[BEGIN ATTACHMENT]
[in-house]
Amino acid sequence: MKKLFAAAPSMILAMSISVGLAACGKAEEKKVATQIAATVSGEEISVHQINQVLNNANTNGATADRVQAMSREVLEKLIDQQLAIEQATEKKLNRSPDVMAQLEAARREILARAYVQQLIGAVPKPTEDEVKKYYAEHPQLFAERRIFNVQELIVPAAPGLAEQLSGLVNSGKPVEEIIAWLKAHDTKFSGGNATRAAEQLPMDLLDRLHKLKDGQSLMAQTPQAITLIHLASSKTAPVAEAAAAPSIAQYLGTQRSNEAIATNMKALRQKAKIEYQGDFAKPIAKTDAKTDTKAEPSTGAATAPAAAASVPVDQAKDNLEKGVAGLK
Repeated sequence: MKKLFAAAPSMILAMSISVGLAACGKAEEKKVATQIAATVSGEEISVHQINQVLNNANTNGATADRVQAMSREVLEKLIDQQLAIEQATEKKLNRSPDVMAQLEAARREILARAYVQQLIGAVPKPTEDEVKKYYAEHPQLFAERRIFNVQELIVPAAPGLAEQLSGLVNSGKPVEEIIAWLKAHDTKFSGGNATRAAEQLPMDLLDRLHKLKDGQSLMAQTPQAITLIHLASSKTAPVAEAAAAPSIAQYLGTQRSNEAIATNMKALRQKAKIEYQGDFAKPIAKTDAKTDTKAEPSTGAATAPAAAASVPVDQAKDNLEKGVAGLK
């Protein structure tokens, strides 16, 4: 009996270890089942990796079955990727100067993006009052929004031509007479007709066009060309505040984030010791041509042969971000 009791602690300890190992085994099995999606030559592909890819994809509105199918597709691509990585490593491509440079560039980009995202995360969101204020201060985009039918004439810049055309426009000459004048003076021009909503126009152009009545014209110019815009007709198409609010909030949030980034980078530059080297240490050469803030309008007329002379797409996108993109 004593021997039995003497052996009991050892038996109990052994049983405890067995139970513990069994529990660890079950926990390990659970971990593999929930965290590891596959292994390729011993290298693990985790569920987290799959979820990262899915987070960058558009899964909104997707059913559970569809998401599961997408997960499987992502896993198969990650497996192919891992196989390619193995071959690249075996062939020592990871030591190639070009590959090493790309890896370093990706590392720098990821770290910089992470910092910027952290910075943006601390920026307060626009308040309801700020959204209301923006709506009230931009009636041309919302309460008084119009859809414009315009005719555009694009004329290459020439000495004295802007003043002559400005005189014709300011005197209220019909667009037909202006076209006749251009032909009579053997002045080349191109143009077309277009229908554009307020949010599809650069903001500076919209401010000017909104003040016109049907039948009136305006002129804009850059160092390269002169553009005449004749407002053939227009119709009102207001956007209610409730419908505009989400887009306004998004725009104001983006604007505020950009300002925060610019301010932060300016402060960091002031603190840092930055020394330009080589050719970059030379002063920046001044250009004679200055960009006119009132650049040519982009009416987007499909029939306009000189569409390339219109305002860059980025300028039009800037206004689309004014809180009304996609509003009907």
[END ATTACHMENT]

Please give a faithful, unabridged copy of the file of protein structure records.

[in-house]
Amino acid sequence: MKKLFAAAPSMILAMSISVGLAACGKAEEKKVATQIAATVSGEEISVHQINQVLNNANTNGATADRVQAMSREVLEKLIDQQLAIEQATEKKLNRSPDVMAQLEAARREILARAYVQQLIGAVPKPTEDEVKKYYAEHPQLFAERRIFNVQELIVPAAPGLAEQLSGLVNSGKPVEEIIAWLKAHDTKFSGGNATRAAEQLPMDLLDRLHKLKDGQSLMAQTPQAITLIHLASSKTAPVAEAAAAPSIAQYLGTQRSNEAIATNMKALRQKAKIEYQGDFAKPIAKTDAKTDTKAEPSTGAATAPAAAASVPVDQAKDNLEKGVAGLK
Repeated sequence: MKKLFAAAPSMILAMSISVGLAACGKAEEKKVATQIAATVSGEEISVHQINQVLNNANTNGATADRVQAMSREVLEKLIDQQLAIEQATEKKLNRSPDVMAQLEAARREILARAYVQQLIGAVPKPTEDEVKKYYAEHPQLFAERRIFNVQELIVPAAPGLAEQLSGLVNSGKPVEEIIAWLKAHDTKFSGGNATRAAEQLPMDLLDRLHKLKDGQSLMAQTPQAITLIHLASSKTAPVAEAAAAPSIAQYLGTQRSNEAIATNMKALRQKAKIEYQGDFAKPIAKTDAKTDTKAEPSTGAATAPAAAASVPVDQAKDNLEKGVAGLK
């Protein structure tokens, strides 16, 4: 009996270890089942990796079955990727100067993006009052929004031509007479007709066009060309505040984030010791041509042969971000 009791602690300890190992085994099995999606030559592909890819994809509105199918597709691509990585490593491509440079560039980009995202995360969101204020201060985009039918004439810049055309426009000459004048003076021009909503126009152009009545014209110019815009007709198409609010909030949030980034980078530059080297240490050469803030309008007329002379797409996108993109 004593021997039995003497052996009991050892038996109990052994049983405890067995139970513990069994529990660890079950926990390990659970971990593999929930965290590891596959292994390729011993290298693990985790569920987290799959979820990262899915987070960058558009899964909104997707059913559970569809998401599961997408997960499987992502896993198969990650497996192919891992196989390619193995071959690249075996062939020592990871030591190639070009590959090493790309890896370093990706590392720098990821770290910089992470910092910027952290910075943006601390920026307060626009308040309801700020959204209301923006709506009230931009009636041309919302309460008084119009859809414009315009005719555009694009004329290459020439000495004295802007003043002559400005005189014709300011005197209220019909667009037909202006076209006749251009032909009579053997002045080349191109143009077309277009229908554009307020949010599809650069903001500076919209401010000017909104003040016109049907039948009136305006002129804009850059160092390269002169553009005449004749407002053939227009119709009102207001956007209610409730419908505009989400887009306004998004725009104001983006604007505020950009300002925060610019301010932060300016402060960091002031603190840092930055020394330009080589050719970059030379002063920046001044250009004679200055960009006119009132650049040519982009009416987007499909029939306009000189569409390339219109305002860059980025300028039009800037206004689309004014809180009304996609509003009907």